This time of year, a holiday theme blooms across the estate, which also includes hotels and stores. In all, there are more than 100 decorated trees, 10,000 ornaments, and 100,000 twinkling lights.
The house, with a 35-foot Fraser fir in the banquet hall and 1,000 poinsettias, opens in the evening for candlelight tours, with lit fireplaces and live music. Biltmore Christmas decorations are on display through Jan. 9.
You don’t have to be a millionaire to enjoy Biltmore, but this opulence doesn’t come cheap. Evening holiday tickets start at $119; daytime at $106. Both include audio tours. Tickets at non-holiday times start at $76. There are no senior discounts.
A local food mecca
If you work up an appetite from exploring, Asheville is home to more than 250 independent restaurants and no fewer than 14 farmers markets.
Restaurants offer far more than Southern cooking, focusing on fresh, local ingredients, including such Appalachian traditional produce as ramps (wild onions), serviceberries (dark purple berries that grow on trees, melding the taste of blueberry and strawberry), apples and wild mushrooms. Meat is often sourced from local farms, and goat and cow cheeses from nearby dairies.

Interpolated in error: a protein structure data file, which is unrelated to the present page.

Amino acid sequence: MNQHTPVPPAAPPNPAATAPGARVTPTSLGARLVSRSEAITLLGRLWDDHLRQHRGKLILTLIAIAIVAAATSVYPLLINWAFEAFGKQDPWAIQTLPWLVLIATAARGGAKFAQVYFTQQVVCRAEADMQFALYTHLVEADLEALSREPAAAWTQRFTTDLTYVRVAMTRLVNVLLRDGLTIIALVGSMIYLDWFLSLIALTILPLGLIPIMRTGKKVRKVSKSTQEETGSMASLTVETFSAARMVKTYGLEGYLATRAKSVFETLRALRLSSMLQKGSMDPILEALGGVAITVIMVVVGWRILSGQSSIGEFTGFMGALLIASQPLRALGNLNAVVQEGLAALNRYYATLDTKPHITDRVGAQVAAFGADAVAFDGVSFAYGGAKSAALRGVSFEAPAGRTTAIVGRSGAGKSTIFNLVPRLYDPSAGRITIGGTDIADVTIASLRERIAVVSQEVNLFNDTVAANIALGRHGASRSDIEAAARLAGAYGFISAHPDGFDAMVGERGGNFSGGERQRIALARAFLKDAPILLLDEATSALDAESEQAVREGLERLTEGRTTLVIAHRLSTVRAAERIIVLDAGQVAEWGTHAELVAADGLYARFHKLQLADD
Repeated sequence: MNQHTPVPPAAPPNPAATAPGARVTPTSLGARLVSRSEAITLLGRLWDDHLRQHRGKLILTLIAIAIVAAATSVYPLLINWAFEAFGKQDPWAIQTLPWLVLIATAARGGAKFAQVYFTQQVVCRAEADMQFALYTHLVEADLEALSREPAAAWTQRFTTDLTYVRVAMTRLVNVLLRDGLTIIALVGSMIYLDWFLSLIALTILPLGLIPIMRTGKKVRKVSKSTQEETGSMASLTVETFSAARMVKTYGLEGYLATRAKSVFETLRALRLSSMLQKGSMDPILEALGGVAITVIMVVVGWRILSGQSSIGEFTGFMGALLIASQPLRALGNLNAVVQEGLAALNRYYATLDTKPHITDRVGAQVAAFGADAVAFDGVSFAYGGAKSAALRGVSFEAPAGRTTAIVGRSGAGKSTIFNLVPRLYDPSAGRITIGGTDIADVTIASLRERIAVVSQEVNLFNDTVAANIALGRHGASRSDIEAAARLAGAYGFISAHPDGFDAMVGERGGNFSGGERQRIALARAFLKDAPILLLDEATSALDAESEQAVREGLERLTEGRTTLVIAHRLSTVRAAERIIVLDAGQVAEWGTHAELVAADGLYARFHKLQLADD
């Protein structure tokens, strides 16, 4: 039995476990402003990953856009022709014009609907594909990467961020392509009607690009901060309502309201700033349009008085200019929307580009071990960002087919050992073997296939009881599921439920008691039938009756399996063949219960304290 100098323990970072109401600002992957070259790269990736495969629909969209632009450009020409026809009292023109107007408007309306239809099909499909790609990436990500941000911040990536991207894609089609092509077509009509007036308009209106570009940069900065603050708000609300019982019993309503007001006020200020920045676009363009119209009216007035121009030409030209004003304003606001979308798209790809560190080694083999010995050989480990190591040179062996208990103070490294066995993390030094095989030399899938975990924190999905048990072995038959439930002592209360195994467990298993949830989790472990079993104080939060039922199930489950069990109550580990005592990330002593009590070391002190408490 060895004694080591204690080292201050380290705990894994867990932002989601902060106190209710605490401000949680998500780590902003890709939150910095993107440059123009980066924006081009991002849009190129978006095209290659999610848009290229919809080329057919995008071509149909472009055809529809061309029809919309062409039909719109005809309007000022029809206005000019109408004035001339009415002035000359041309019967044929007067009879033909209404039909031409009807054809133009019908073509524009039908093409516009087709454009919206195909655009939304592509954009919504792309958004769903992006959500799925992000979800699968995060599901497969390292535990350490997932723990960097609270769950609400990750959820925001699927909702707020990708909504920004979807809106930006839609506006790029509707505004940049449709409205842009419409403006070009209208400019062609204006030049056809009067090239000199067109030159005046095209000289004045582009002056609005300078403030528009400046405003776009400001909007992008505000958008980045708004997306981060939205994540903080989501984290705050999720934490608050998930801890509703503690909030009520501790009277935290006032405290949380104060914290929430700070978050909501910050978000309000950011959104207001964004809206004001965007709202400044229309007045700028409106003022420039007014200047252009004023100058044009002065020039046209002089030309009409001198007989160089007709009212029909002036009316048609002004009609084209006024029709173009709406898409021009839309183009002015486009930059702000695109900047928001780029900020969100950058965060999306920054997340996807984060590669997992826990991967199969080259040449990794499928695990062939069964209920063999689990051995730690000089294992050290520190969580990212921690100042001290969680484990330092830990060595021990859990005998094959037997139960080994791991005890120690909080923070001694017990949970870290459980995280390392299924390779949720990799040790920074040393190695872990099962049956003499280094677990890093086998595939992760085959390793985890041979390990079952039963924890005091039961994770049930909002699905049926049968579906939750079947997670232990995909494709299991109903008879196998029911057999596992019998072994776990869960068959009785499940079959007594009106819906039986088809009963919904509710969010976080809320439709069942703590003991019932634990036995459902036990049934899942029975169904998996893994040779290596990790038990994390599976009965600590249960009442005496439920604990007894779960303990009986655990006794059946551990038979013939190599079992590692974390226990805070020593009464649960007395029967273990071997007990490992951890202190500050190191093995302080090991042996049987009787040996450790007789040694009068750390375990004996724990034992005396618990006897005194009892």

Here are few of the standouts: The Market Place features American farm-to-table cuisine, leaning heavily on meat dishes with local produce that range from $18 to $40. It’s open for dinner only on weekdays, and for brunch and dinner on Saturdays and Sundays.
A vegetarian option is the Laughing Seed Café, with salads, sandwiches and pizzas; many have vegan and gluten-free options. Most items are $15 to $18.
To fully appreciate Asheville’s stellar views, enjoy the sunset while dining at one of the city’s many rooftop restaurants. One option is the Montford rooftop bar that tops the DoubleTree Hotel at the edge of downtown. In addition to a variety of drinks, it offers a selection of flatbreads, salads and desserts that can be enjoyed alongside a 180-degree view of the mountains that grow a deeper blue as the sun slowly sinks behind their ridges.